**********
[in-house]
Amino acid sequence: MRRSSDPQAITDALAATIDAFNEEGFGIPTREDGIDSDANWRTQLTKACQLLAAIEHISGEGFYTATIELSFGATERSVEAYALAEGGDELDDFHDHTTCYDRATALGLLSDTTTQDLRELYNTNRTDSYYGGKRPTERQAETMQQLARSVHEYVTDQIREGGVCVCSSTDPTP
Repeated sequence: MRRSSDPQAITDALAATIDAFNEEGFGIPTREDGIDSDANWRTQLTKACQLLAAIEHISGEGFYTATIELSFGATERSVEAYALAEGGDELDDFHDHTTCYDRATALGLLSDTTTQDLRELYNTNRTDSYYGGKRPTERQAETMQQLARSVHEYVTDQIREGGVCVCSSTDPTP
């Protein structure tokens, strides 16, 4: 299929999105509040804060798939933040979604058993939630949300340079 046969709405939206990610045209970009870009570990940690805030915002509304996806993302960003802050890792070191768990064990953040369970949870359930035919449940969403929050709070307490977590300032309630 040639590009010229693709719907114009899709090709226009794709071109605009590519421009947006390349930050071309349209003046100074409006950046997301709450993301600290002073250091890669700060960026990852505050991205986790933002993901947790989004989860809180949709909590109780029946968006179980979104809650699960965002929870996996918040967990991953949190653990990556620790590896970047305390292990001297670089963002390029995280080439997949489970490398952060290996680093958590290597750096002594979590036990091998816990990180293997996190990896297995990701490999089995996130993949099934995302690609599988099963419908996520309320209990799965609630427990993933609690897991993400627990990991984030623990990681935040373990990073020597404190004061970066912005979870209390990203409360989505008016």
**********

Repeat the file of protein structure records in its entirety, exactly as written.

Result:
[in-house]
Amino acid sequence: MRRSSDPQAITDALAATIDAFNEEGFGIPTREDGIDSDANWRTQLTKACQLLAAIEHISGEGFYTATIELSFGATERSVEAYALAEGGDELDDFHDHTTCYDRATALGLLSDTTTQDLRELYNTNRTDSYYGGKRPTERQAETMQQLARSVHEYVTDQIREGGVCVCSSTDPTP
Repeated sequence: MRRSSDPQAITDALAATIDAFNEEGFGIPTREDGIDSDANWRTQLTKACQLLAAIEHISGEGFYTATIELSFGATERSVEAYALAEGGDELDDFHDHTTCYDRATALGLLSDTTTQDLRELYNTNRTDSYYGGKRPTERQAETMQQLARSVHEYVTDQIREGGVCVCSSTDPTP
């Protein structure tokens, strides 16, 4: 299929999105509040804060798939933040979604058993939630949300340079 046969709405939206990610045209970009870009570990940690805030915002509304996806993302960003802050890792070191768990064990953040369970949870359930035919449940969403929050709070307490977590300032309630 040639590009010229693709719907114009899709090709226009794709071109605009590519421009947006390349930050071309349209003046100074409006950046997301709450993301600290002073250091890669700060960026990852505050991205986790933002993901947790989004989860809180949709909590109780029946968006179980979104809650699960965002929870996996918040967990991953949190653990990556620790590896970047305390292990001297670089963002390029995280080439997949489970490398952060290996680093958590290597750096002594979590036990091998816990990180293997996190990896297995990701490999089995996130993949099934995302690609599988099963419908996520309320209990799965609630427990993933609690897991993400627990990991984030623990990681935040373990990073020597404190004061970066912005979870209390990203409360989505008016």